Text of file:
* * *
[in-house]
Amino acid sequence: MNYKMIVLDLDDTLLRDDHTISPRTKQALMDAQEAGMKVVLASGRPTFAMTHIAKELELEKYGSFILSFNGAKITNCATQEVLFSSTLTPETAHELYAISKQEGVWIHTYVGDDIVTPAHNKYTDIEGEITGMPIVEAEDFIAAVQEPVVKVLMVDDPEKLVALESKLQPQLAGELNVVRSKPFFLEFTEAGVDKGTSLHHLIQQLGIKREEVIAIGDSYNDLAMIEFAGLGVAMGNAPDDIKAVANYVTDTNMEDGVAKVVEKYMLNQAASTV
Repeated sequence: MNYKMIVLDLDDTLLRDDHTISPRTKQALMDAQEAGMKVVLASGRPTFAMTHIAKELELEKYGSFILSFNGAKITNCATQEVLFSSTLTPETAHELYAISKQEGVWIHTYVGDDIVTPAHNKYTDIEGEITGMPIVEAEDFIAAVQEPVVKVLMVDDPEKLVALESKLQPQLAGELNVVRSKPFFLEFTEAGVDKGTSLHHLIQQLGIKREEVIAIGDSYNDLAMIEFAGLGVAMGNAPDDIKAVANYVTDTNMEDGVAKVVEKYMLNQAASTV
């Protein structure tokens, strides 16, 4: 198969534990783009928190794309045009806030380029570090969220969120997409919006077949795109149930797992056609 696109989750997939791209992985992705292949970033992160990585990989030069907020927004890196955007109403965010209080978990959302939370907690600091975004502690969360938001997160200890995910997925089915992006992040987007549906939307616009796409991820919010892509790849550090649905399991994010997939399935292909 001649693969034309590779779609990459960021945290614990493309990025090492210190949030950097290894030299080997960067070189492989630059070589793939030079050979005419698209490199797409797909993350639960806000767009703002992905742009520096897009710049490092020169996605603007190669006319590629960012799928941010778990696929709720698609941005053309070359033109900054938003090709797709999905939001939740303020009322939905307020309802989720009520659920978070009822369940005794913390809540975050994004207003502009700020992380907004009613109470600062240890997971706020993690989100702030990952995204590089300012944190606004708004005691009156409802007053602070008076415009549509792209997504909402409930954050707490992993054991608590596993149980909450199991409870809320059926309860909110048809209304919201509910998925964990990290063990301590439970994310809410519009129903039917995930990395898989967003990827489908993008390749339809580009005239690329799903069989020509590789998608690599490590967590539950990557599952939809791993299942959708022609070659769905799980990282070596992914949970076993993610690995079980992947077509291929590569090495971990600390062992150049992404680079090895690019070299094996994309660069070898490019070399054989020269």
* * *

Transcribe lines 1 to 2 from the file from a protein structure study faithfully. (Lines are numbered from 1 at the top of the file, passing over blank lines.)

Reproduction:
[in-house]
Amino acid sequence: MNYKMIVLDLDDTLLRDDHTISPRTKQALMDAQEAGMKVVLASGRPTFAMTHIAKELELEKYGSFILSFNGAKITNCATQEVLFSSTLTPETAHELYAISKQEGVWIHTYVGDDIVTPAHNKYTDIEGEITGMPIVEAEDFIAAVQEPVVKVLMVDDPEKLVALESKLQPQLAGELNVVRSKPFFLEFTEAGVDKGTSLHHLIQQLGIKREEVIAIGDSYNDLAMIEFAGLGVAMGNAPDDIKAVANYVTDTNMEDGVAKVVEKYMLNQAASTV